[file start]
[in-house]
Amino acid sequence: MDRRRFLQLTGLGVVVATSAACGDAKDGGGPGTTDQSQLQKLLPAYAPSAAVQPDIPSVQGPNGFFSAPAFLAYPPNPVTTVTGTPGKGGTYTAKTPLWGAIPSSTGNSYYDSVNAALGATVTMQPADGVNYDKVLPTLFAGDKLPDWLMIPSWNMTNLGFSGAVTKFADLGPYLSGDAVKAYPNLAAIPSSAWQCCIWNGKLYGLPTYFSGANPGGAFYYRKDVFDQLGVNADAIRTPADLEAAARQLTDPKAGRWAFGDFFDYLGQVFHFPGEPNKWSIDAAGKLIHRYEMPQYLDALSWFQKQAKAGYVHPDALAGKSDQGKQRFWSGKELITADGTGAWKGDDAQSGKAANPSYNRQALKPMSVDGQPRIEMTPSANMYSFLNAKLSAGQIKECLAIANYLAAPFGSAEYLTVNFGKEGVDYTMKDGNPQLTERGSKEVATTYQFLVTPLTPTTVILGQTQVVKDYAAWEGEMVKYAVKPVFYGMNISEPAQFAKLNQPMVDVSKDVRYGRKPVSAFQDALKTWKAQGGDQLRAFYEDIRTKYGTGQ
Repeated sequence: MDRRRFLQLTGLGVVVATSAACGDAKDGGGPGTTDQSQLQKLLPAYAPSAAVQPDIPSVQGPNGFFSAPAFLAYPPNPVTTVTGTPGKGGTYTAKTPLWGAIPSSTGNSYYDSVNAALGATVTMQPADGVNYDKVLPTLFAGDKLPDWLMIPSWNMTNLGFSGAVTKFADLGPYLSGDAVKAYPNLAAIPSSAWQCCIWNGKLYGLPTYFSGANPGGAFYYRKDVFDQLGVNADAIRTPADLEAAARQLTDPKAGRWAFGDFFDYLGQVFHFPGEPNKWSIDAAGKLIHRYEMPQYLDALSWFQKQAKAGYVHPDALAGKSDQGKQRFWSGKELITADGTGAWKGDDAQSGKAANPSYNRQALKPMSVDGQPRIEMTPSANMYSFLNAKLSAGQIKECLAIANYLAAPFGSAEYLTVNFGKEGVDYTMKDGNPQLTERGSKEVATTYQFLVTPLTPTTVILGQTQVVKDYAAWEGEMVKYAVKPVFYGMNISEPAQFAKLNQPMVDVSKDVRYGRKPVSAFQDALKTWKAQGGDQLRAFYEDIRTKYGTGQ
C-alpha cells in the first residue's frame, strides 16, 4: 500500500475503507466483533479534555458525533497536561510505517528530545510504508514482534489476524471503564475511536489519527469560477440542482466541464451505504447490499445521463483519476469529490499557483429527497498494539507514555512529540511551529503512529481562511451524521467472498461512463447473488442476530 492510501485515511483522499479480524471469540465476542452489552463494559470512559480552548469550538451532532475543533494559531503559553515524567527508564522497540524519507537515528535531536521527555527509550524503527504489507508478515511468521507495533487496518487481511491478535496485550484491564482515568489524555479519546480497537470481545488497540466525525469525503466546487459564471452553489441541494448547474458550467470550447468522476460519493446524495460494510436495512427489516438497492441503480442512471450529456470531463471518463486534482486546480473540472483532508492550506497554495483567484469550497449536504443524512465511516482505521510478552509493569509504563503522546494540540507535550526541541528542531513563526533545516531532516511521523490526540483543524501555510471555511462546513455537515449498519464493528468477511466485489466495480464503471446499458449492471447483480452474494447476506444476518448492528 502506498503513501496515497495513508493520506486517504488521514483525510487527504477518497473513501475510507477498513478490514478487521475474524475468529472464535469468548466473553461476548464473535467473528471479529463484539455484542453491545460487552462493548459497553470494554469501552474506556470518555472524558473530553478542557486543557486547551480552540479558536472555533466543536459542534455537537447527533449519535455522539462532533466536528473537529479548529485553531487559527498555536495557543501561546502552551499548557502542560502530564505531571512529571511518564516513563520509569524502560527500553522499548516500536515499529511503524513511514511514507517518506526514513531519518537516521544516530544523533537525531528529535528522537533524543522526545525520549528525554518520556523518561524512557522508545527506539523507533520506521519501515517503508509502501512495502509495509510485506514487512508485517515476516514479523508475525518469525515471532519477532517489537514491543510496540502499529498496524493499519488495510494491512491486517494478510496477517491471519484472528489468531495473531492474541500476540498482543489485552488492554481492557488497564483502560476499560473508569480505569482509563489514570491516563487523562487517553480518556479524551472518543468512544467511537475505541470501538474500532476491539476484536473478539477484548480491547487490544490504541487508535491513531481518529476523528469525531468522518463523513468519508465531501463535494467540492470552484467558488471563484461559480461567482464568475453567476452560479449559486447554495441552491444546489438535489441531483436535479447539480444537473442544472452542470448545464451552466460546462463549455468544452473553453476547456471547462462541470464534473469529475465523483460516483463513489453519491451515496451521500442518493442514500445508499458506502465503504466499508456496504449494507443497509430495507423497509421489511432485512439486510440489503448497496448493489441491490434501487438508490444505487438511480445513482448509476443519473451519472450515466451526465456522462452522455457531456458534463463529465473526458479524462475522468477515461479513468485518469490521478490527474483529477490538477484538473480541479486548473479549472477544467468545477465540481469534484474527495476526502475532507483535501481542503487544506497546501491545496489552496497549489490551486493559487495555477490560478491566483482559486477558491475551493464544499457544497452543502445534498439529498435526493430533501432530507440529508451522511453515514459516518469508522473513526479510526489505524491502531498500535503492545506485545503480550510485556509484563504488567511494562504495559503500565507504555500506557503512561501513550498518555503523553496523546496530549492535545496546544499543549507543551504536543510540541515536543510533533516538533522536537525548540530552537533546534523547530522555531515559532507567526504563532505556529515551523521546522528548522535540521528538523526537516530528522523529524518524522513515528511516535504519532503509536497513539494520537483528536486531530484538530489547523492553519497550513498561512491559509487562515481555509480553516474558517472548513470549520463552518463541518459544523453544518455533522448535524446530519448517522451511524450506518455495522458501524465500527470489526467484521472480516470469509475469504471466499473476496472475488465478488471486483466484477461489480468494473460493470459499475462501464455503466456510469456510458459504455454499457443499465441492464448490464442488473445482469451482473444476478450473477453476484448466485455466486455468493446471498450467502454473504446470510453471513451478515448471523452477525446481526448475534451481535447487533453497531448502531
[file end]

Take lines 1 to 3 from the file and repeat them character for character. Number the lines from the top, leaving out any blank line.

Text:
[in-house]
Amino acid sequence: MDRRRFLQLTGLGVVVATSAACGDAKDGGGPGTTDQSQLQKLLPAYAPSAAVQPDIPSVQGPNGFFSAPAFLAYPPNPVTTVTGTPGKGGTYTAKTPLWGAIPSSTGNSYYDSVNAALGATVTMQPADGVNYDKVLPTLFAGDKLPDWLMIPSWNMTNLGFSGAVTKFADLGPYLSGDAVKAYPNLAAIPSSAWQCCIWNGKLYGLPTYFSGANPGGAFYYRKDVFDQLGVNADAIRTPADLEAAARQLTDPKAGRWAFGDFFDYLGQVFHFPGEPNKWSIDAAGKLIHRYEMPQYLDALSWFQKQAKAGYVHPDALAGKSDQGKQRFWSGKELITADGTGAWKGDDAQSGKAANPSYNRQALKPMSVDGQPRIEMTPSANMYSFLNAKLSAGQIKECLAIANYLAAPFGSAEYLTVNFGKEGVDYTMKDGNPQLTERGSKEVATTYQFLVTPLTPTTVILGQTQVVKDYAAWEGEMVKYAVKPVFYGMNISEPAQFAKLNQPMVDVSKDVRYGRKPVSAFQDALKTWKAQGGDQLRAFYEDIRTKYGTGQ
Repeated sequence: MDRRRFLQLTGLGVVVATSAACGDAKDGGGPGTTDQSQLQKLLPAYAPSAAVQPDIPSVQGPNGFFSAPAFLAYPPNPVTTVTGTPGKGGTYTAKTPLWGAIPSSTGNSYYDSVNAALGATVTMQPADGVNYDKVLPTLFAGDKLPDWLMIPSWNMTNLGFSGAVTKFADLGPYLSGDAVKAYPNLAAIPSSAWQCCIWNGKLYGLPTYFSGANPGGAFYYRKDVFDQLGVNADAIRTPADLEAAARQLTDPKAGRWAFGDFFDYLGQVFHFPGEPNKWSIDAAGKLIHRYEMPQYLDALSWFQKQAKAGYVHPDALAGKSDQGKQRFWSGKELITADGTGAWKGDDAQSGKAANPSYNRQALKPMSVDGQPRIEMTPSANMYSFLNAKLSAGQIKECLAIANYLAAPFGSAEYLTVNFGKEGVDYTMKDGNPQLTERGSKEVATTYQFLVTPLTPTTVILGQTQVVKDYAAWEGEMVKYAVKPVFYGMNISEPAQFAKLNQPMVDVSKDVRYGRKPVSAFQDALKTWKAQGGDQLRAFYEDIRTKYGTGQ